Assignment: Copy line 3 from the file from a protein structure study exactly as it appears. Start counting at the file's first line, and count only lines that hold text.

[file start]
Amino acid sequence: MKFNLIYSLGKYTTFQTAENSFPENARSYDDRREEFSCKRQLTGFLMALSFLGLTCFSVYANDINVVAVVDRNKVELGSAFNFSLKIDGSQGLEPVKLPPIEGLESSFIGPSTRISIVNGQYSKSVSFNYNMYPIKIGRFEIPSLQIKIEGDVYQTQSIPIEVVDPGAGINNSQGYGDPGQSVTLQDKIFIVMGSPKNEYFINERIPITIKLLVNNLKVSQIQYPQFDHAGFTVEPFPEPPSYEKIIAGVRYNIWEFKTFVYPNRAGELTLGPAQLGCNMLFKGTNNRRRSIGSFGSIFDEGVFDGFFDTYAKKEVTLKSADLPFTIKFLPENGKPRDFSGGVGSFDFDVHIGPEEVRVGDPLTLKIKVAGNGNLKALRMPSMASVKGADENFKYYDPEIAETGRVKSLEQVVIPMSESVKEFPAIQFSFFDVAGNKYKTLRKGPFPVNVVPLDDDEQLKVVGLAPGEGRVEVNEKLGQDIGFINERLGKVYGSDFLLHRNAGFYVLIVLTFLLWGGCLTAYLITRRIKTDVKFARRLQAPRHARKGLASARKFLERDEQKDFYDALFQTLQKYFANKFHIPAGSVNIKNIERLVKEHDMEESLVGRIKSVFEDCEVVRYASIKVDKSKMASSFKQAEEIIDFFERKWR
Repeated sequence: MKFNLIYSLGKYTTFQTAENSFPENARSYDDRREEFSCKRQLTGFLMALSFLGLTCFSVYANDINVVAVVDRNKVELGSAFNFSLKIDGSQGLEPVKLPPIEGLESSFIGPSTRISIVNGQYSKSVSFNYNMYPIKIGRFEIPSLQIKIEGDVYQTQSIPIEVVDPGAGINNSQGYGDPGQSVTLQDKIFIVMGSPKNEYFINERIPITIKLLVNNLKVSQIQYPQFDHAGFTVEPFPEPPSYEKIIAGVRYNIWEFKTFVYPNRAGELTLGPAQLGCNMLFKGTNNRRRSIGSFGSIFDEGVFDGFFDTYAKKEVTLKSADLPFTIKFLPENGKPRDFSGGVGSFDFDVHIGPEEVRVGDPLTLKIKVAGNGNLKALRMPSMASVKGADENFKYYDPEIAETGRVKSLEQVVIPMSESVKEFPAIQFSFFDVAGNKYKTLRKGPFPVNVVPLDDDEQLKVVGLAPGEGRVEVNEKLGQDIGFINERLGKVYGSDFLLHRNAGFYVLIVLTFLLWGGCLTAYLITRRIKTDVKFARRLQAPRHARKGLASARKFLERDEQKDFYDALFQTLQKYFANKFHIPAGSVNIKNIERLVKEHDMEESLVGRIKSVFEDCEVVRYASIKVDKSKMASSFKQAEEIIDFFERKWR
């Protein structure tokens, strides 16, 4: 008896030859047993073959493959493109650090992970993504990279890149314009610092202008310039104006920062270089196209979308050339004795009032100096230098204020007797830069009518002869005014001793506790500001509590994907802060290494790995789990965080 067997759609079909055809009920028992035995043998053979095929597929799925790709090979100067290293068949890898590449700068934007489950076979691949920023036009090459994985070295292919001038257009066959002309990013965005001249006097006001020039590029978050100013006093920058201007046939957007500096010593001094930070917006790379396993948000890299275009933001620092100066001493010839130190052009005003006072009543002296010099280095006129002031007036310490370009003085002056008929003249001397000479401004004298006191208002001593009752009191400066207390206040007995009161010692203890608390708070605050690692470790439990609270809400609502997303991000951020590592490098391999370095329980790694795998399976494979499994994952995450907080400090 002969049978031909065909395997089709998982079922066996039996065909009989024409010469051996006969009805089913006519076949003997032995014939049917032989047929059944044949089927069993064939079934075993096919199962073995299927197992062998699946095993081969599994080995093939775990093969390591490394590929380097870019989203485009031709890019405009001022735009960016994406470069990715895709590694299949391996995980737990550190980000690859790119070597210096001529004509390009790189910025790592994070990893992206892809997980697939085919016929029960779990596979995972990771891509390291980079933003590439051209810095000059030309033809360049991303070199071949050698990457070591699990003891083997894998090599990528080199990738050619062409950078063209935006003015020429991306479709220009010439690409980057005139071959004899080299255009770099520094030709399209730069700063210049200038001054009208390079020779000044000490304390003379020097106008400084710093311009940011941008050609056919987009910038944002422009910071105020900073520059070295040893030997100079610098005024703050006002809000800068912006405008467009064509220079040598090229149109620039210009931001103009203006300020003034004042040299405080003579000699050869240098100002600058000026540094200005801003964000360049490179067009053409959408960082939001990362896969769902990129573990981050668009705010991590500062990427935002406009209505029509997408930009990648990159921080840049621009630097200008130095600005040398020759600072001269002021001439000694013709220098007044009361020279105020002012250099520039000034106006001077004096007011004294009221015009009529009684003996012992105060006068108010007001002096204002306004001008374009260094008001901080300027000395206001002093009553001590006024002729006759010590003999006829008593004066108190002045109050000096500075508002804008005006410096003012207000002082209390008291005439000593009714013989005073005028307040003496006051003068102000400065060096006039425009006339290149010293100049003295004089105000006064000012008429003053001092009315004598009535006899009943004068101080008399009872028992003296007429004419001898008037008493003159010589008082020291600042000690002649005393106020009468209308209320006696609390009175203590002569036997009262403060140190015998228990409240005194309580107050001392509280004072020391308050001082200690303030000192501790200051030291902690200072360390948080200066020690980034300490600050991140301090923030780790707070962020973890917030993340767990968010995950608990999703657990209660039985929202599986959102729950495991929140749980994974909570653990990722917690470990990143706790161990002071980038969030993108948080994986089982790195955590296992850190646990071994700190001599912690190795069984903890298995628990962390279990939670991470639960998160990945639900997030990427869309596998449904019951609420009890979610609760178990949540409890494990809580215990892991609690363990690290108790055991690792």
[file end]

């Protein structure tokens, strides 16, 4: 008896030859047993073959493959493109650090992970993504990279890149314009610092202008310039104006920062270089196209979308050339004795009032100096230098204020007797830069009518002869005014001793506790500001509590994907802060290494790995789990965080 067997759609079909055809009920028992035995043998053979095929597929799925790709090979100067290293068949890898590449700068934007489950076979691949920023036009090459994985070295292919001038257009066959002309990013965005001249006097006001020039590029978050100013006093920058201007046939957007500096010593001094930070917006790379396993948000890299275009933001620092100066001493010839130190052009005003006072009543002296010099280095006129002031007036310490370009003085002056008929003249001397000479401004004298006191208002001593009752009191400066207390206040007995009161010692203890608390708070605050690692470790439990609270809400609502997303991000951020590592490098391999370095329980790694795998399976494979499994994952995450907080400090 002969049978031909065909395997089709998982079922066996039996065909009989024409010469051996006969009805089913006519076949003997032995014939049917032989047929059944044949089927069993064939079934075993096919199962073995299927197992062998699946095993081969599994080995093939775990093969390591490394590929380097870019989203485009031709890019405009001022735009960016994406470069990715895709590694299949391996995980737990550190980000690859790119070597210096001529004509390009790189910025790592994070990893992206892809997980697939085919016929029960779990596979995972990771891509390291980079933003590439051209810095000059030309033809360049991303070199071949050698990457070591699990003891083997894998090599990528080199990738050619062409950078063209935006003015020429991306479709220009010439690409980057005139071959004899080299255009770099520094030709399209730069700063210049200038001054009208390079020779000044000490304390003379020097106008400084710093311009940011941008050609056919987009910038944002422009910071105020900073520059070295040893030997100079610098005024703050006002809000800068912006405008467009064509220079040598090229149109620039210009931001103009203006300020003034004042040299405080003579000699050869240098100002600058000026540094200005801003964000360049490179067009053409959408960082939001990362896969769902990129573990981050668009705010991590500062990427935002406009209505029509997408930009990648990159921080840049621009630097200008130095600005040398020759600072001269002021001439000694013709220098007044009361020279105020002012250099520039000034106006001077004096007011004294009221015009009529009684003996012992105060006068108010007001002096204002306004001008374009260094008001901080300027000395206001002093009553001590006024002729006759010590003999006829008593004066108190002045109050000096500075508002804008005006410096003012207000002082209390008291005439000593009714013989005073005028307040003496006051003068102000400065060096006039425009006339290149010293100049003295004089105000006064000012008429003053001092009315004598009535006899009943004068101080008399009872028992003296007429004419001898008037008493003159010589008082020291600042000690002649005393106020009468209308209320006696609390009175203590002569036997009262403060140190015998228990409240005194309580107050001392509280004072020391308050001082200690303030000192501790200051030291902690200072360390948080200066020690980034300490600050991140301090923030780790707070962020973890917030993340767990968010995950608990999703657990209660039985929202599986959102729950495991929140749980994974909570653990990722917690470990990143706790161990002071980038969030993108948080994986089982790195955590296992850190646990071994700190001599912690190795069984903890298995628990962390279990939670991470639960998160990945639900997030990427869309596998449904019951609420009890979610609760178990949540409890494990809580215990892991609690363990690290108790055991690792």